• Jesus came to redeem Israel from sin (Matthew 1:21) 
  • Jesus came to serve (Matthew 20:28)
  • Jesus came to bring abundant life (John 10:10)
  • Jesus came to save the world (John 3:16) 

Jesus had healed the sick, given sight to the blind, and delivered people from demon-possession. He had even raised people from the dead. But instead of embracing Him for the good He gave, Jesus was treated with evil by those He came to save.

  • Jesus was not received by His own people (John 1:10-11).
  • Jesus was called evil and demonic for the good miracles he performed (Matthew 10:25, 12:24).
  • Jesus was hated (John 3:20, 15:18).
  • Jesus was rejected and put to death by His own people (Matthew 27:25, Luke 23:23, John 19:15).

Moreover, Jesus was also: 

  • Abandoned during His hour of need by His own disciples (Matthew 26:56).
  • Denied three times by Peter, the leader among His disciples (Matthew 26:69-75).
  • Betrayed by Judas, one of His closest disciples (Matthew 26:47-50).  

Jesus endured all these evil things in exchange for the abundance of good things He gave and offered.

11.   The Messiah will be emotionally traumatized by His rejection.

Suffering evil for good was particularly painful for Jesus. This was the third fulfilment of this litany in Psalm 35.

To the bereavement of my soul (v 12b).

Jesus wept over Jerusalem and the evil consequences that would befall its people after they rejected the Messiah and His good offer (Matthew 23:37-38).

Before He was betrayed, arrested, abandoned, denied, unjustly tried, mocked, abused, tortured forsaken, and executed—Jesus confided to Peter, James, and John that He was deeply distressed: “My soul is deeply grieved, to the point of death” (Matthew 26:38).

Jesus’s soul was bereaved.

12.   The Messiah will be God in human form.

Psalm 35 poetically alludes to the incarnation of God as man.

But as for me, when they were sick, my clothing was sackcloth;
I humbled my soul with fasting (v 13).

Jesus was God made man. He was God in human form.

“And the Word became flesh, and dwelt among us, and we saw His glory, glory as of the only begotten from the Father, full of grace and truth.”
(John 1:14)

Jesus humbled and emptied Himself of His divine privilege.

“He existed in the form of God, did not regard equality with God a thing to be grasped, but emptied Himself, taking the form of a bond-servant, and being made in the likeness of men.”
(Philippians 2:6-7)

When Jesus set aside His divine power in order to fully follow the will of His Father, He humbled and disciplined Himself to learn what it meant to live by faith. In a sense, this self-denial was a form of fastingfasting from His unrestrained and glorious divinity.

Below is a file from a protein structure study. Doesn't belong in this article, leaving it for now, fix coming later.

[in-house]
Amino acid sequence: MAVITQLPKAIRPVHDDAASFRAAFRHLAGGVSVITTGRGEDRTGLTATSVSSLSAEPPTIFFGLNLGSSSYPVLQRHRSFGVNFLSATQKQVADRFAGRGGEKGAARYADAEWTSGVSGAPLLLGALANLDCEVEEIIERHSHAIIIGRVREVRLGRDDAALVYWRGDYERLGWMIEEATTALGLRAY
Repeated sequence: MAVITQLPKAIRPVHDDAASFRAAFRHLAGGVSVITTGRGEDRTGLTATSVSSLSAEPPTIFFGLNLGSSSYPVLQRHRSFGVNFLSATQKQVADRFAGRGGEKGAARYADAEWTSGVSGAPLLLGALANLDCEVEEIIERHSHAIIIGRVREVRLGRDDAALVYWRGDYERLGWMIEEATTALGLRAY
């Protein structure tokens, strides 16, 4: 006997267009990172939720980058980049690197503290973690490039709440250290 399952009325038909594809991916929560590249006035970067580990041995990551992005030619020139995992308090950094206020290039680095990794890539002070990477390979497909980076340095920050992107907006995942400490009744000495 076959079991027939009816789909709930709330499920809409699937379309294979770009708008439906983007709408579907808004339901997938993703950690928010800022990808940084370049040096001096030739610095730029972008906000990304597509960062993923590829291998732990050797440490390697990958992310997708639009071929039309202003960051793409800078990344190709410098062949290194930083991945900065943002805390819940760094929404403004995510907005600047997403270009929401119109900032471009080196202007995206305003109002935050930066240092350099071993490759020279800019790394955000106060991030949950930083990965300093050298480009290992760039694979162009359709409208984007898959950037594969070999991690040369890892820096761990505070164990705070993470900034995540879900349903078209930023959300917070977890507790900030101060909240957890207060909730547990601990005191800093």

13.   The Messiah will become sin on man’s behalf.

Expanding on Psalm 35:13’s prophetic allusion to the incarnation is how this verse also alludes to the way Jesus the Messiah became sin on our behalf.  

After Adam and Eve disobeyed God’s command in the Garden of Eden, all humanity was sick with sin. And when they (humanity) were sick, God clothed Himself in the sackcloth of mortality.  

Jesus, the Son of God and the Messiah, humbled Himself “so that by the grace of God He might taste death for everyone” (Hebrews 2:9b) 

Jesus humbled Himself to become like mortal men and take on the sickness of sin upon Himself as a man—so that we might be healed (Isaiah 53:4-5). When we were sick with sin, He put on the clothing of our sin and the mournful sackcloth of our unrighteousness so that we could be clothed in His righteousness:

He [God] made Him [Jesus] who knew no sin to be sin on our behalf, so that we might become the righteousness of God in Him.”
(2 Corinthians 5:21)

“While we were yet sinners, Christ died for us.”
(Romans 5:8)

14.   The Messiah never lost sight of and continually ached to accomplish His mission to save those He loved. 

And my prayer kept returning to my bosom.
I went about as though it were my friend or brother;
I bowed down mourning, as one who sorrows for a mother (v 13b-14).

The Messiah came “to serve…and give His life a ransom for many” (Matthew 20:28). Throughout His time on earth, Jesus sought humanity’s best interest in His words, actions, and His prayer.

In His last public statement before He was crucified, Jesus lamented:

“Jerusalem, Jerusalem, who kills the prophets and stones those who are sent to her! How often I wanted to gather your children together, the way a hen gathers her chicks under her wings, and you were unwilling. Behold, your house is being left to you desolate!”
(Matthew 23:37-38)

Jesus’s confession, “How often I wanted…” shows how He was constantly in prayer for Jerusalem (the city He loved and who called for His death). His prayer for Jerusalem was devoted and fervent. It was as though His prayer and love for Jerusalem were a constant companion and as a family member to Him. 


15.   The Messiah’s adversaries will rejoice at His stumbling and assemble against Him.